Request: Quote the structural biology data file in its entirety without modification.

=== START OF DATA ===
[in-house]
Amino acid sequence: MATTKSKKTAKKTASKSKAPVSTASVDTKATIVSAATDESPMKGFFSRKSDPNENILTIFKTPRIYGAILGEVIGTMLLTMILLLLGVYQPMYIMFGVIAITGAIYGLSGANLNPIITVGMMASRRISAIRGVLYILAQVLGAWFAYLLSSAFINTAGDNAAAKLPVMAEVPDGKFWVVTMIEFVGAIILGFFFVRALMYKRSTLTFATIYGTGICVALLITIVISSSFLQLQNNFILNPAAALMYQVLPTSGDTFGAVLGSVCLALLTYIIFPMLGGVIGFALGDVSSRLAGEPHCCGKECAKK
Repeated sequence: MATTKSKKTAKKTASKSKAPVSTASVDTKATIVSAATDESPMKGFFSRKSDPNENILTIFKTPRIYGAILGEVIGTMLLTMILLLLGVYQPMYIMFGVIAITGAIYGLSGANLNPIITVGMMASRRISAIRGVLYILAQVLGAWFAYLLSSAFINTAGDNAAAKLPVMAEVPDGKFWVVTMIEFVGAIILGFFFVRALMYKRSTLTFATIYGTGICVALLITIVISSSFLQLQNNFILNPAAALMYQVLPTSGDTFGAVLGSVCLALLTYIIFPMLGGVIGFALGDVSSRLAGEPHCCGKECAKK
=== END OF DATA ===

[in-house]
Amino acid sequence: MATTKSKKTAKKTASKSKAPVSTASVDTKATIVSAATDESPMKGFFSRKSDPNENILTIFKTPRIYGAILGEVIGTMLLTMILLLLGVYQPMYIMFGVIAITGAIYGLSGANLNPIITVGMMASRRISAIRGVLYILAQVLGAWFAYLLSSAFINTAGDNAAAKLPVMAEVPDGKFWVVTMIEFVGAIILGFFFVRALMYKRSTLTFATIYGTGICVALLITIVISSSFLQLQNNFILNPAAALMYQVLPTSGDTFGAVLGSVCLALLTYIIFPMLGGVIGFALGDVSSRLAGEPHCCGKECAKK
Repeated sequence: MATTKSKKTAKKTASKSKAPVSTASVDTKATIVSAATDESPMKGFFSRKSDPNENILTIFKTPRIYGAILGEVIGTMLLTMILLLLGVYQPMYIMFGVIAITGAIYGLSGANLNPIITVGMMASRRISAIRGVLYILAQVLGAWFAYLLSSAFINTAGDNAAAKLPVMAEVPDGKFWVVTMIEFVGAIILGFFFVRALMYKRSTLTFATIYGTGICVALLITIVISSSFLQLQNNFILNPAAALMYQVLPTSGDTFGAVLGSVCLALLTYIIFPMLGGVIGFALGDVSSRLAGEPHCCGKECAKK